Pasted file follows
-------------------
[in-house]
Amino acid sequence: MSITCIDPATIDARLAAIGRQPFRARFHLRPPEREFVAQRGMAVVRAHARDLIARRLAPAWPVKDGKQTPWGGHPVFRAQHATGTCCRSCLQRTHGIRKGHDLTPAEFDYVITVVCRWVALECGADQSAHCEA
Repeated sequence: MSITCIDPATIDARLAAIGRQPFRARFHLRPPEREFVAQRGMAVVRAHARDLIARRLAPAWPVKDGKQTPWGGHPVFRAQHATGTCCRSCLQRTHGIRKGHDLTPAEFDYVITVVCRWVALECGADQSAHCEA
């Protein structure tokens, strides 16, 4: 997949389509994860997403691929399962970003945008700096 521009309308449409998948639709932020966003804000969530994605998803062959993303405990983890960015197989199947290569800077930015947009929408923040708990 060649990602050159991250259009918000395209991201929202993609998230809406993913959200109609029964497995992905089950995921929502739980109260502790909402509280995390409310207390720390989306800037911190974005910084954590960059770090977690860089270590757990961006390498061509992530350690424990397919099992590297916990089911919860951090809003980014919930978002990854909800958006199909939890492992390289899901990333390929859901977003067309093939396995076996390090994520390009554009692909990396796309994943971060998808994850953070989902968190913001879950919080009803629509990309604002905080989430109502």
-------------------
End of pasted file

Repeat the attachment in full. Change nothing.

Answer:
[in-house]
Amino acid sequence: MSITCIDPATIDARLAAIGRQPFRARFHLRPPEREFVAQRGMAVVRAHARDLIARRLAPAWPVKDGKQTPWGGHPVFRAQHATGTCCRSCLQRTHGIRKGHDLTPAEFDYVITVVCRWVALECGADQSAHCEA
Repeated sequence: MSITCIDPATIDARLAAIGRQPFRARFHLRPPEREFVAQRGMAVVRAHARDLIARRLAPAWPVKDGKQTPWGGHPVFRAQHATGTCCRSCLQRTHGIRKGHDLTPAEFDYVITVVCRWVALECGADQSAHCEA
């Protein structure tokens, strides 16, 4: 997949389509994860997403691929399962970003945008700096 521009309308449409998948639709932020966003804000969530994605998803062959993303405990983890960015197989199947290569800077930015947009929408923040708990 060649990602050159991250259009918000395209991201929202993609998230809406993913959200109609029964497995992905089950995921929502739980109260502790909402509280995390409310207390720390989306800037911190974005910084954590960059770090977690860089270590757990961006390498061509992530350690424990397919099992590297916990089911919860951090809003980014919930978002990854909800958006199909939890492992390289899901990333390929859901977003067309093939396995076996390090994520390009554009692909990396796309994943971060998808994850953070989902968190913001879950919080009803629509990309604002905080989430109502």